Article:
The Skagit Valley artist, armed with a plasma cutting machine and unending ideas for public spaces and private homes, calls himself a “postindustrial craftsman,” accused of making “attractive nuisances.”

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Calling himself a “postindustrial craftsman,” Ries Niemi has been accused of making “attractive nuisances.”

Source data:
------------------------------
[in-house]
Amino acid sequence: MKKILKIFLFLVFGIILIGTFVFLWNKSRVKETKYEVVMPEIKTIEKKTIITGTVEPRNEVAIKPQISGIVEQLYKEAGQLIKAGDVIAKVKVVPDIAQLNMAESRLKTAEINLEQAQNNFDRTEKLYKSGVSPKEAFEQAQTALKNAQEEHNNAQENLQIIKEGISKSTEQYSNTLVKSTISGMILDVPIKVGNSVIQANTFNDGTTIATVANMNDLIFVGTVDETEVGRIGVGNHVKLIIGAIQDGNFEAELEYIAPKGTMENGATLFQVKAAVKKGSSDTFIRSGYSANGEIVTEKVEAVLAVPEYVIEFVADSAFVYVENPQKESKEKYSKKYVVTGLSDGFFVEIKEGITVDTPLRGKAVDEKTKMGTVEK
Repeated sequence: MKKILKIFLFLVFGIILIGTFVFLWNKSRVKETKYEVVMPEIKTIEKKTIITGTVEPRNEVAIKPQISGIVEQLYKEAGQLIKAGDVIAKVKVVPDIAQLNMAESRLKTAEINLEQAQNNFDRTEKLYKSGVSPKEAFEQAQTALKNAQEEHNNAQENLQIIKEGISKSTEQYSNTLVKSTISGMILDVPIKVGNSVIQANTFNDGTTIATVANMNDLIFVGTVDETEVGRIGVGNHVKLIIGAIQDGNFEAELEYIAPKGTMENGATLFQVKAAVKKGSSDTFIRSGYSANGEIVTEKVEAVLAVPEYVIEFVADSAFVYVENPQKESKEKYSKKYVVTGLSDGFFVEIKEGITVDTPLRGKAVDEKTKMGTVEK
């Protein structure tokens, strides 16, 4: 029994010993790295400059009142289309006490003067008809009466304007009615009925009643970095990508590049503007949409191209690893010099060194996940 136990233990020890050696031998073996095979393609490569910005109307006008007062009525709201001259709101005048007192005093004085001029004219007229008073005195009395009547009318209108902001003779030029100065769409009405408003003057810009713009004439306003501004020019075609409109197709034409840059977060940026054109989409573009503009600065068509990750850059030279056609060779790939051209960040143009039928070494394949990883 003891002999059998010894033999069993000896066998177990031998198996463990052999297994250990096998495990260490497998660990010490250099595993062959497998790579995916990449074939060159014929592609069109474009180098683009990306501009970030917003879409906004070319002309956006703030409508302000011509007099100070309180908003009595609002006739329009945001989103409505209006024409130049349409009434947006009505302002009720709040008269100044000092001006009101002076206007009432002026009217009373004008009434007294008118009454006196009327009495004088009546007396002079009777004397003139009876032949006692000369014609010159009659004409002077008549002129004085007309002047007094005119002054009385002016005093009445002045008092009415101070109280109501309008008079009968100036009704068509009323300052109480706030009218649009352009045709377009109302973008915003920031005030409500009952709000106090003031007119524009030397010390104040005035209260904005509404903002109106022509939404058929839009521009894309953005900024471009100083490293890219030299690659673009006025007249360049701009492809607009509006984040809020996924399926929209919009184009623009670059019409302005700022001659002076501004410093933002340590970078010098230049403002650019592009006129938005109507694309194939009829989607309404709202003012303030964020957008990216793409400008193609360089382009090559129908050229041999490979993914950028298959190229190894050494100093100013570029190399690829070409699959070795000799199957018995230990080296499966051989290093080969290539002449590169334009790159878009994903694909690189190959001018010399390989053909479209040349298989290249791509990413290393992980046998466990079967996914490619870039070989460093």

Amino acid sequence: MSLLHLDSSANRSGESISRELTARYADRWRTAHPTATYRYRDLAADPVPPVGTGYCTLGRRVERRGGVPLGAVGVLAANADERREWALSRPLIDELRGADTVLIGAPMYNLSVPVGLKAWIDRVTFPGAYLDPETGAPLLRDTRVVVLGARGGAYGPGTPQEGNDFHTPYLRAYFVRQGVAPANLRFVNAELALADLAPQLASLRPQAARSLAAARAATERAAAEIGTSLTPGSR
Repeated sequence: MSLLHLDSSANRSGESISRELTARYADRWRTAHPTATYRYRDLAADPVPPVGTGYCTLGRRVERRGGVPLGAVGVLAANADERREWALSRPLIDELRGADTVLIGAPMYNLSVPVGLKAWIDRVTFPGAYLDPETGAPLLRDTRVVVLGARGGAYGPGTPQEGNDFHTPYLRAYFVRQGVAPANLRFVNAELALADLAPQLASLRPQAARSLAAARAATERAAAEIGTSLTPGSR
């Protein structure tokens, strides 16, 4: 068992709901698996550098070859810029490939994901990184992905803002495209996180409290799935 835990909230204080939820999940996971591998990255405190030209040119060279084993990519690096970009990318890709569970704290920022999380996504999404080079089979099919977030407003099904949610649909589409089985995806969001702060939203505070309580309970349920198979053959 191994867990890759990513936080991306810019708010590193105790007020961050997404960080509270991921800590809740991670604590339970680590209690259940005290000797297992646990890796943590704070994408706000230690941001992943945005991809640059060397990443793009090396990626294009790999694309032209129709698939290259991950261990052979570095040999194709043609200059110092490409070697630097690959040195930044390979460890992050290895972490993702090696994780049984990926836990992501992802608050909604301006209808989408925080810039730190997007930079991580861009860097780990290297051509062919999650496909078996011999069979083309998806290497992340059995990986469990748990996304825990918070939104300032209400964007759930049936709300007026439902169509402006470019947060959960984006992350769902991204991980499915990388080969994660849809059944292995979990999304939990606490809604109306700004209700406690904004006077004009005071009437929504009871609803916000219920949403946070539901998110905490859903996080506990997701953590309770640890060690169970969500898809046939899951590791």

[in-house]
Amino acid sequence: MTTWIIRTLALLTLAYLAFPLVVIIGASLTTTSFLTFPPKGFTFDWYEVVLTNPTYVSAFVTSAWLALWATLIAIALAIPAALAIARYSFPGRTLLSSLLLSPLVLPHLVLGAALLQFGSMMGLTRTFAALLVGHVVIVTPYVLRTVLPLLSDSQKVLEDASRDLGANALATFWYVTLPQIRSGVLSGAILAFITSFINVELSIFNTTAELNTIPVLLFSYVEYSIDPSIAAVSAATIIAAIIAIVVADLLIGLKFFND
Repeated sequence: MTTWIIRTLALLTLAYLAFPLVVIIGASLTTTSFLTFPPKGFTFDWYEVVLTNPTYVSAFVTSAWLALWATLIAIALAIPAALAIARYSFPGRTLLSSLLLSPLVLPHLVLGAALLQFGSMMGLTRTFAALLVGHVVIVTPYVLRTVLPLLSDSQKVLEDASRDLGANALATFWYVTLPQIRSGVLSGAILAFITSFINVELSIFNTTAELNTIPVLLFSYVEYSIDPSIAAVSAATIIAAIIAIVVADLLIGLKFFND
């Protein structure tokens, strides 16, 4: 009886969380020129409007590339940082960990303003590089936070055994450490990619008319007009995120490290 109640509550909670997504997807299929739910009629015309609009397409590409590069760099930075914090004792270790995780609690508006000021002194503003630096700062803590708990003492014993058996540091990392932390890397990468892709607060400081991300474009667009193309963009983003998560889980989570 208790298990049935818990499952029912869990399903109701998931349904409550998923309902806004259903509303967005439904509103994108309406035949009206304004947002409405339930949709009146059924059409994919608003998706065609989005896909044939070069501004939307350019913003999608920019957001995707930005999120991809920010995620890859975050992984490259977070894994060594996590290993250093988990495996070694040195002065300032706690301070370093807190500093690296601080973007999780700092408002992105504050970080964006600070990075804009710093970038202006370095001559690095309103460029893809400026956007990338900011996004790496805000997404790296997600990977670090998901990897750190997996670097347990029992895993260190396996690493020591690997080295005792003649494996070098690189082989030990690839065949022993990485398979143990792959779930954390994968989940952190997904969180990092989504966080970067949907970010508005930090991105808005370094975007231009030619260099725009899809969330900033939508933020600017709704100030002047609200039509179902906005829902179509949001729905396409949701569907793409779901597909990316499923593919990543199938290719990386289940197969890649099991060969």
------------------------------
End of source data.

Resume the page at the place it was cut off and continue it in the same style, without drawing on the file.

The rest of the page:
The Skagit Valley artist has a plasma cutting machine and unending ideas for public spaces and private homes. Niemi says reactions sometimes include, “We really like it — but. …” He approaches the challenge of integrating the technology of the 21st century with craft, like blacksmithing. “Let the idea have its own destiny. It’s not always predictable (and) takes you to a place you might not expect. That’s a good thing.” His work must “integrate the artistic idea, the spirit, with the real-world requirements.” Those would be building and safety codes. For public projects, the client might say, “It’s a great idea, but design it so no one can skateboard on it.” That’s risk management. His best known local piece is a series of two dozen stainless-steel ballplayers set into Safeco Field gates around the stadium. They’re loosely based on real, historical players. He’s made two forged steel belts originally meant to encircle trees or telephone poles with protuberances up to 8 inches long. “Jewelry for the environment.” They’re based on the old punk-rock studded bracelet or collar. But he thought, “I could probably wear this to an art opening” as a belt. It had the unintended benefit of creating increased personal space, keeping people away, becoming “a personal protection device.” His largest project is 550 feet of panels for a Pasadena metro-line station. No two panels are the same, and it took two years to complete. Influenced by Andy Warhol, Niemi explores the nature of celebrity and pop culture with large, metal beer bottles with caricatures of Dale Chihuly, Bill Gates and Bill Clinton. With art, Niemi says, “you don’t have to like everything. But you’ll like something.”